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Discussion in 'Traditional Folders and Fixed Blades' started by sunnyd, Jul 20, 2006.
What country and rifle model ?
It's a French Gras bayonet, Gras being the officer who designed it. Model of 1874. On the spine I think it says. "Manufacture of (Works?) of St Etienne July 18?6." It looks like 1816, but can't be. Maybe it's Armory of St Etienne. I forget the rifle or rifles.
It looks like maybe a Euro-style 7 with a crossbar.
I'll try looking up the serial number: 77050.
Cool, a French sabre bayonet for an 1874 Gras rifle.
Should be a single shot bolt action if I'm not mistaken.
From one of my absolute favorite YouTube channels
Gun jesus sure puts out some excellent content when he's playing his mild mannered alter ego Ian Mccullum doesn't he
Made a new sheath for my Randall Model 1.
The Rada tomato slicer (not pictured) is as sharp as all get-out, but a little flexible for Napa cabbage.
Looking at agricultural knives, I see that most of them aren't serrated. Maybe this thin, flat Frost's is just the thing. E-TN said it was a sliming knife for gutting fish. It was super cheap, so maybe being discontinued. Long ago.
The Dexter Great White Edge just in case I do need teeth. I don't know what the big one was made for, but it should sever the bases of broccoli faster than the loppers we've been using.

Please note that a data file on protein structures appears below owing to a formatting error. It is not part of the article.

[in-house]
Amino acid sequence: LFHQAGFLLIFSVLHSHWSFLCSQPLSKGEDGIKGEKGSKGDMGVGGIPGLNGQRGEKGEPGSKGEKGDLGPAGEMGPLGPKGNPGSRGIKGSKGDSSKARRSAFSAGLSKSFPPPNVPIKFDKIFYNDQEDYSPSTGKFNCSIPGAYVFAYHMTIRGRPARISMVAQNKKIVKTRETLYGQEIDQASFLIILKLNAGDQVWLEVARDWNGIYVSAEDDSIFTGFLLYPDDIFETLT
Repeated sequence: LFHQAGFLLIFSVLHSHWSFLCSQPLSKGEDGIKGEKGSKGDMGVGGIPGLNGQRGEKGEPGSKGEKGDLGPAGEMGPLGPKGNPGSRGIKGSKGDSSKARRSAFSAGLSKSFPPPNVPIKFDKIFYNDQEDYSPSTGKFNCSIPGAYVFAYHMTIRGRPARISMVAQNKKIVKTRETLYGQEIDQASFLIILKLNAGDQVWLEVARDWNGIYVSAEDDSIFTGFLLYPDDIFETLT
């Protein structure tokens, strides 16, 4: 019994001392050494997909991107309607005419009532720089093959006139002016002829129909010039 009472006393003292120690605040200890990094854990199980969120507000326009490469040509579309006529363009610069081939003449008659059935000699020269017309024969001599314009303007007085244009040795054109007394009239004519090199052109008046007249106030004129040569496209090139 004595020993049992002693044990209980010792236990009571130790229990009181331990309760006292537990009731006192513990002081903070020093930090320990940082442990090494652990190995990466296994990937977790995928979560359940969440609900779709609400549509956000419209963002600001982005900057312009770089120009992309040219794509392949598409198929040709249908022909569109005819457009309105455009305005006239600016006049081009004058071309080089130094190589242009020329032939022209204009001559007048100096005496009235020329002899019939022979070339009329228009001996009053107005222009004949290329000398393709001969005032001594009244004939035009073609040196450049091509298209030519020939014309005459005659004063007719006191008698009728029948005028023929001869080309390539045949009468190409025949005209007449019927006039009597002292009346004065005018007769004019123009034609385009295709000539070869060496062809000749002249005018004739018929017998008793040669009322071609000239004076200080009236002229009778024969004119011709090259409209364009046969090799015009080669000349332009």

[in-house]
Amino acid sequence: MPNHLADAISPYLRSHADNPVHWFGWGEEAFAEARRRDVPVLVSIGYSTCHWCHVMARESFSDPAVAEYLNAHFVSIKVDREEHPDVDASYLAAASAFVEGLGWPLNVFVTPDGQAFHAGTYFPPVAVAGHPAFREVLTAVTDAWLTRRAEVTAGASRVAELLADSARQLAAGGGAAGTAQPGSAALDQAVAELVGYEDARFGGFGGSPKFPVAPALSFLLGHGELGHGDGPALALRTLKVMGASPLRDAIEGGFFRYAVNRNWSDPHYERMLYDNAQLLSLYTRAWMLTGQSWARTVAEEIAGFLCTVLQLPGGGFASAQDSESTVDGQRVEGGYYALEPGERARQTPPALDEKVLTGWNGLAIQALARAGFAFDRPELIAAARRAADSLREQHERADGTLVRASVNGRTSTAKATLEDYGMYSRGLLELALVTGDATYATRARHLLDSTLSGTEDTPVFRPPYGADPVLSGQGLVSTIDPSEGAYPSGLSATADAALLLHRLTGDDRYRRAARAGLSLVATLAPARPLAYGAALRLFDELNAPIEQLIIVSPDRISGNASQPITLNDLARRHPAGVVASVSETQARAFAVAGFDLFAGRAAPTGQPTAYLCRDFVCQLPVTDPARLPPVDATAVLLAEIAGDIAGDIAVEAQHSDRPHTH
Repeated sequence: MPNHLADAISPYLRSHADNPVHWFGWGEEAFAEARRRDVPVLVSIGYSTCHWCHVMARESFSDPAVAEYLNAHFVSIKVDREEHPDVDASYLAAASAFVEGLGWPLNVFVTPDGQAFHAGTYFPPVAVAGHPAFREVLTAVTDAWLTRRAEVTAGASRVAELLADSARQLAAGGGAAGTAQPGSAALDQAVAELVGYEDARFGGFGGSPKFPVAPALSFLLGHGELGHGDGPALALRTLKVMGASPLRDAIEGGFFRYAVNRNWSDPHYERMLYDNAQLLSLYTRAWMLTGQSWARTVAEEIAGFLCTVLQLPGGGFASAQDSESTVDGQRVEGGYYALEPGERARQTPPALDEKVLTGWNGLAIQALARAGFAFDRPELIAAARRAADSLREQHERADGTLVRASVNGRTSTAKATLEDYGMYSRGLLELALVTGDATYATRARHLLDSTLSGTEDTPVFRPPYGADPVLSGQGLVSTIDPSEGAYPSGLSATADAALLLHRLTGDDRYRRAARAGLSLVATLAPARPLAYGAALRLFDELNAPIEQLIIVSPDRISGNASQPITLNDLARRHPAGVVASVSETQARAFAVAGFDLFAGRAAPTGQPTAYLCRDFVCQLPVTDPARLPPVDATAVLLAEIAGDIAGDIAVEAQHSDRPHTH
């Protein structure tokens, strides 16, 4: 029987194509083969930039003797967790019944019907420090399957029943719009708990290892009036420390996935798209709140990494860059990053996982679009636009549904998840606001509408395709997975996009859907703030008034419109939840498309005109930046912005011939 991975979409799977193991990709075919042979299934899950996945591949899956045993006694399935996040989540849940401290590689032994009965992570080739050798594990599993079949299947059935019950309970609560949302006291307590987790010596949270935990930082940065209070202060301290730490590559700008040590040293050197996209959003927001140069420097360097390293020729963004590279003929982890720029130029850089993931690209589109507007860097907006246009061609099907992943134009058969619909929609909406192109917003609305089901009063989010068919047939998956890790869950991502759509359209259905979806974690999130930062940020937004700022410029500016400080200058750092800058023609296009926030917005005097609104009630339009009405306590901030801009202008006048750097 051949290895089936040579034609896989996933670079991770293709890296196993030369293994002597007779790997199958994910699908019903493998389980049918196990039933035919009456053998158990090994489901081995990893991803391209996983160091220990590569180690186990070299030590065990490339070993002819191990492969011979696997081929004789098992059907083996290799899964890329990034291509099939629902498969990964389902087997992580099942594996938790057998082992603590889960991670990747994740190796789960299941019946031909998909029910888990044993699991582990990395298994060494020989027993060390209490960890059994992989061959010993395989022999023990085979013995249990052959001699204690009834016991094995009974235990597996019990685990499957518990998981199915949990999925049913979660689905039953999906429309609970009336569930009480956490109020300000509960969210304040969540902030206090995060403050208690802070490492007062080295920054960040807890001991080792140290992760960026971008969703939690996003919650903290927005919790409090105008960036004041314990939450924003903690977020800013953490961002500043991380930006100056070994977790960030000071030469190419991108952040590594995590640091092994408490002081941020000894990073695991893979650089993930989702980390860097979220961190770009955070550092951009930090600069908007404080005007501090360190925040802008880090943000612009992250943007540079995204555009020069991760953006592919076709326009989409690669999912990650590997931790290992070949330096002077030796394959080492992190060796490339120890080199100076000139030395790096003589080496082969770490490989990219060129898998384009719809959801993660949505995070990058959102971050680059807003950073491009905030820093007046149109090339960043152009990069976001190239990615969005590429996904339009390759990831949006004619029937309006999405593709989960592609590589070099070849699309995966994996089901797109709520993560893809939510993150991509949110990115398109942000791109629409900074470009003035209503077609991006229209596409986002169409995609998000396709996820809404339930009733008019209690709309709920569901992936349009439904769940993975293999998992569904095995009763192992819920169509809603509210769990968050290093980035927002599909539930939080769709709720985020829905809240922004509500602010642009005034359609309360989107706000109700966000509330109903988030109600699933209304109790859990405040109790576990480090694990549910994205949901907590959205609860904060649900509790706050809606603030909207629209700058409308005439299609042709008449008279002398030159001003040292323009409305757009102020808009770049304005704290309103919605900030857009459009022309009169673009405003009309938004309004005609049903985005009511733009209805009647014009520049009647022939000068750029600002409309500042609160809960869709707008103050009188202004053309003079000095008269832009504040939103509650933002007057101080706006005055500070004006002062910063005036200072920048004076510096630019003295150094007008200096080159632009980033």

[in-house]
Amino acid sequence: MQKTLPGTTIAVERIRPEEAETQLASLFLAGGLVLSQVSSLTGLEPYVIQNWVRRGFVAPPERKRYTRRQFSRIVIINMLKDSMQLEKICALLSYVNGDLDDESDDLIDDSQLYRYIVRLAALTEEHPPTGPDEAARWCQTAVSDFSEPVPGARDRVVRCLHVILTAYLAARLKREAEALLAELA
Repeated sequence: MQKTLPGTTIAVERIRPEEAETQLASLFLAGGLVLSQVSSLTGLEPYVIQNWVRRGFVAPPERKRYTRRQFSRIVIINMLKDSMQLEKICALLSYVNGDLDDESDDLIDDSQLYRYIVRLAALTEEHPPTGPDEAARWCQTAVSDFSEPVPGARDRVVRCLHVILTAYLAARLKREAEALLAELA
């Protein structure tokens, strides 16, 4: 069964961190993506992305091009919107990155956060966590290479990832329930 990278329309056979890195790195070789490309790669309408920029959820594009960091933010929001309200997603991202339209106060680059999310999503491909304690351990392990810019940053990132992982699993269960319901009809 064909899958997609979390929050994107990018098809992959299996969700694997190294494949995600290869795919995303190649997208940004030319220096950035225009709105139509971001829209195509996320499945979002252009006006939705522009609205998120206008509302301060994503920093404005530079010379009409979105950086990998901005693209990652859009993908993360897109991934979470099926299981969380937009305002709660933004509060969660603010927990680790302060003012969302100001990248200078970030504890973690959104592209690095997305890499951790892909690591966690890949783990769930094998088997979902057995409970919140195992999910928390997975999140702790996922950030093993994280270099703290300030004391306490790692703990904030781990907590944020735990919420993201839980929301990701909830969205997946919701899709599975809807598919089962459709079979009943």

A Competition Carver, my interpretation of an old Green River butcher knife pattern:
Another one in use to give ya a size perspective:
I seen competition carver and the first pic of the knife, I thought "Holy cow! You sure are hard on the competition!" Then I scrolled down beautiful work
The first two guys that ordered this model do that competition bbq thing. Thats how I came up with the name. Thanks.
Got this little guy from Daado on me today.
Two LT Wrights with stag covers. I bought them from separate people off the exchange. And brought the brothers back together.
Nice to see you folks are eating well Dave
Thanks Jack! Brother Bill's menu for dinner was ribeye steaks, poatotes au gratin, asparagus and SPICY
shrimp! He took care of breakfast for the crew too. Scrambled eggs, bacon, biscuits and gravy and fried potatoes.
He used his Sonoran Hunter to split the biscuits for the biscuits and gravy.
LOL! Looks fantastic You take incredible pics my friend
Thank you sir! Breakfast had to wait a little as we were missing 40 percent of the herd when we gathered the day prior. Course we get there early for breakfast and lo and behold there's the cattle. So get my crew horseback and they go get em. I didn't go as my daughter's horse was stoved up from the hard ride the day before so I loaned her my horse. Anyhoo here they come with the vast majority right away. Those five or six we could see turned out to be about 35 head or so.
Ally coming in riding my filly and with Nickel part of my son's "The Wolfpack":
Last four we could see way up on the ridge behind camp. My crew went and got around em and brought em down. Right at the gate they tried to make a break for it but Jane, the leader of the three members of The Wolfpack present and on command, put an end to that:
Got these two batches all counted and now it was time for breakfast, well kinda a cowboy brunch. Dang near eleven.
It looks like you all earned your breakfast Dave. Thanks for another great post buddy